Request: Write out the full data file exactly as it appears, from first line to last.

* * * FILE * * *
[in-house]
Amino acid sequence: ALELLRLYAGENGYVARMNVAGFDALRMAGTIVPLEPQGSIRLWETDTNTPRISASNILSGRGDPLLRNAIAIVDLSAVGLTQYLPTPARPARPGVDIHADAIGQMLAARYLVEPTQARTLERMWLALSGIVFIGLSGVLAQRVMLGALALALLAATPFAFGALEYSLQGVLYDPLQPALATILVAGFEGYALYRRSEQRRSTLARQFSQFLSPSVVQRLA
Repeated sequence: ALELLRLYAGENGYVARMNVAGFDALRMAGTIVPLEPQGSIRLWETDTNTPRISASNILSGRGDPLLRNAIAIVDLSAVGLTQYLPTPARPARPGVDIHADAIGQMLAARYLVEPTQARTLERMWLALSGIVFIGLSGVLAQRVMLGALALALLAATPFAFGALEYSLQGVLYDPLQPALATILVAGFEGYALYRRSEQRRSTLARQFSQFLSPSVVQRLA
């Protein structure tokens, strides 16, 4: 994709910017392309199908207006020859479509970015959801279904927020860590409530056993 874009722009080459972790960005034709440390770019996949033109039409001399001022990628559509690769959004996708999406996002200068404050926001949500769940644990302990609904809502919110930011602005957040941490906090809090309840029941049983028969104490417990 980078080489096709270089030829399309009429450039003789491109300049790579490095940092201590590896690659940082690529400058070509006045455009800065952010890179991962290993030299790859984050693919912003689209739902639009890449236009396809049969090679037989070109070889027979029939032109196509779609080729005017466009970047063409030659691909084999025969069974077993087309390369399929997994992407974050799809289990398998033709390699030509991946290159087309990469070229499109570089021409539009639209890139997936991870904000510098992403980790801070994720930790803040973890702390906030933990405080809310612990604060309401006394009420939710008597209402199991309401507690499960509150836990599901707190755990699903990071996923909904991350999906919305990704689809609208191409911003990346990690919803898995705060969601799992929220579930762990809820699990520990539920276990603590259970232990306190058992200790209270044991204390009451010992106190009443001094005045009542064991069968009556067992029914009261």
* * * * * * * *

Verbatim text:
[in-house]
Amino acid sequence: ALELLRLYAGENGYVARMNVAGFDALRMAGTIVPLEPQGSIRLWETDTNTPRISASNILSGRGDPLLRNAIAIVDLSAVGLTQYLPTPARPARPGVDIHADAIGQMLAARYLVEPTQARTLERMWLALSGIVFIGLSGVLAQRVMLGALALALLAATPFAFGALEYSLQGVLYDPLQPALATILVAGFEGYALYRRSEQRRSTLARQFSQFLSPSVVQRLA
Repeated sequence: ALELLRLYAGENGYVARMNVAGFDALRMAGTIVPLEPQGSIRLWETDTNTPRISASNILSGRGDPLLRNAIAIVDLSAVGLTQYLPTPARPARPGVDIHADAIGQMLAARYLVEPTQARTLERMWLALSGIVFIGLSGVLAQRVMLGALALALLAATPFAFGALEYSLQGVLYDPLQPALATILVAGFEGYALYRRSEQRRSTLARQFSQFLSPSVVQRLA
């Protein structure tokens, strides 16, 4: 994709910017392309199908207006020859479509970015959801279904927020860590409530056993 874009722009080459972790960005034709440390770019996949033109039409001399001022990628559509690769959004996708999406996002200068404050926001949500769940644990302990609904809502919110930011602005957040941490906090809090309840029941049983028969104490417990 980078080489096709270089030829399309009429450039003789491109300049790579490095940092201590590896690659940082690529400058070509006045455009800065952010890179991962290993030299790859984050693919912003689209739902639009890449236009396809049969090679037989070109070889027979029939032109196509779609080729005017466009970047063409030659691909084999025969069974077993087309390369399929997994992407974050799809289990398998033709390699030509991946290159087309990469070229499109570089021409539009639209890139997936991870904000510098992403980790801070994720930790803040973890702390906030933990405080809310612990604060309401006394009420939710008597209402199991309401507690499960509150836990599901707190755990699903990071996923909904991350999906919305990704689809609208191409911003990346990690919803898995705060969601799992929220579930762990809820699990520990539920276990603590259970232990306190058992200790209270044991204390009451010992106190009443001094005045009542064991069968009556067992029914009261």